Definition: the part of the earth where living things exist.
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What is biosphere? The biosphere is that part of the Earth where living things thrive and live. It is the portion of the planet that can sustain life. The Earth has three other spheres: the atmosphere, the lithosphere, and the hydrosphere. However, not all of them are inhabited by living things. The portions or regions where organisms are found are collectively called the biosphere. Thus, it can also be said that the biosphere is the sum of all the ecosystems on Earth.
The word biosphere came from the Greek “bios” that refers to “Life” and “sphaira” that refers to the Earth’s shape. The term was first used by an English- Austrian scientist, Eduard Suess in his four-volume book named “The Face of Earth”. In this book, he explained the relations of living things as supported by the Earth.
The biosphere is a term that encompasses all the ecosystems on Earth. It, therefore, includes both non-living elements (like sunlight and water) and living organisms.
What is biosphere? Biosphere refers to the areas or the regions of the Earth possessing life. It is one of the distinguishing features of the Earth from the other planets.
The Earth consists of four spheres, namely (1) biosphere, (2) atmosphere, (3) lithosphere (geosphere), and (4) hydrosphere. The biosphere is the part of the Earth that includes all biological communities and their environment. It is part of the earth where life exists. The Earth’s atmosphere is the gaseous portion that surrounds the lithosphere. The lithosphere, in turn, is the part consisting of the Earth’s crust and upper mantle. In other references, instead of the litosphere, the land or terrestrial part is referred to as the geosphere, which, in contrast to lithosphere, includes the core, apart from the crust and the mantle. The hydrosphere refers to all the waters on the Earth’s surface. Some references consider the term synonymous to the ecosphere, which, strictly speaking, pertains to all these spheres interacting with one another in a closed system.
Origin and Evolution of Biosphere
About 3.8 billion years ago, the early prokaryotes thrived in a biosphere without oxygen. Eventually, some of these organisms evolved into ones capable of utilizing light, water, and carbon dioxide to create chemical energy-rich compounds while producing oxygen molecules as a byproduct. This process of manufacturing their food using light energy is now commonly referred to as photosynthesis and the organisms capable of this are called autotrophs. And so from the single-celled, e.g. algae, to multicellular autotrophs, such as vascular plants, more organisms, therefore, were able to utilize the carbon dioxide in the atmosphere and eventually provided the atmosphere with oxygen.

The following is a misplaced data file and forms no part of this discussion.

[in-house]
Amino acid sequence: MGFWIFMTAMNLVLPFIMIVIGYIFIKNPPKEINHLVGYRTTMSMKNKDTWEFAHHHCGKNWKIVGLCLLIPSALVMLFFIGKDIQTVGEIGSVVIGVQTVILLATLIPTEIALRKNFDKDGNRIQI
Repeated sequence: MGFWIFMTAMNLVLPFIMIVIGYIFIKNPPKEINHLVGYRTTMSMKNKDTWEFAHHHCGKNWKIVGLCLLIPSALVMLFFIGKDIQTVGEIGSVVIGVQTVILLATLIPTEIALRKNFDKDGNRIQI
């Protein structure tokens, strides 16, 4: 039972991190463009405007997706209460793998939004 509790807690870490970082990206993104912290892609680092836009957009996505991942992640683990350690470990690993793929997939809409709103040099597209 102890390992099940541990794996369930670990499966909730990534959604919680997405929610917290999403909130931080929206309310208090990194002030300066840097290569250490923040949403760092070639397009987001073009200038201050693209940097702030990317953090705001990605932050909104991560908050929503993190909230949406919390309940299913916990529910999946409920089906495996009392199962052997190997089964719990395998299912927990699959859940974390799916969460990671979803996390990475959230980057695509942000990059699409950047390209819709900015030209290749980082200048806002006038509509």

Soon, the increased amount of oxygen in the atmosphere led to greater biodiversity as aerobic organisms existed and evolved. This allows the biosphere to sustain more complex lives like vascular plants, animals, and humans to survive in the presence of oxygen. And so to answer the question: “how is biodiversity related to the biosphere” — the answer is quite simple. It created a “healthy” biosphere teeming with different groups of organisms. By healthy, it means various groups are able to acquire different ecological niches.
The autotrophs act as the producers of the food chain. Heterotrophs, which are organisms that are unable to produce food the same way autotrophs can and therefore have to consume other organisms, take the role of natural biological controls. Heterotrophs that feed solely on plants are referred to as herbivores. Those that feed solely on animal meat are called carnivores whereas those that feed on either plants or animal meat are called omnivores. Another important ecological niche is the decomposers. These organisms decompose dead organisms or decaying tissues or converting organic matter into simpler compounds or substances that nourish the Earth. For example, fungi decompose dead plant or animal material. They break down cells of dead plants and animals into simpler substances, which become organic nutrients available to the ecosystem.
Components of Biosphere
What is the biosphere made of? What are the 3 parts of the biosphere? The biosphere consists of three components: (1) lithosphere, (2) atmosphere, and (3) hydrosphere. However, not all of them have living things thriving or inhabiting them. The portions where life is found and sustained are the only ones regarded as parts of the biosphere. For example, the part of the sky where birds are seen flying is part of the biosphere. In contrast, higher up the atmosphere that cannot sustain life is not considered part of the biosphere.
Below is the description of these three abiotic components of the biosphere:
The lithosphere is known as the terrestrial component of the biosphere. For instance, it contains solid landmasses like our continents and islands.
The part that does not sustain any life, and therefore, not a part of the biosphere, is its lower mantle and core. All the other parts aside from this support lives, from the smallest bacteria to the large mammals and tall trees, by providing them shelter, and food.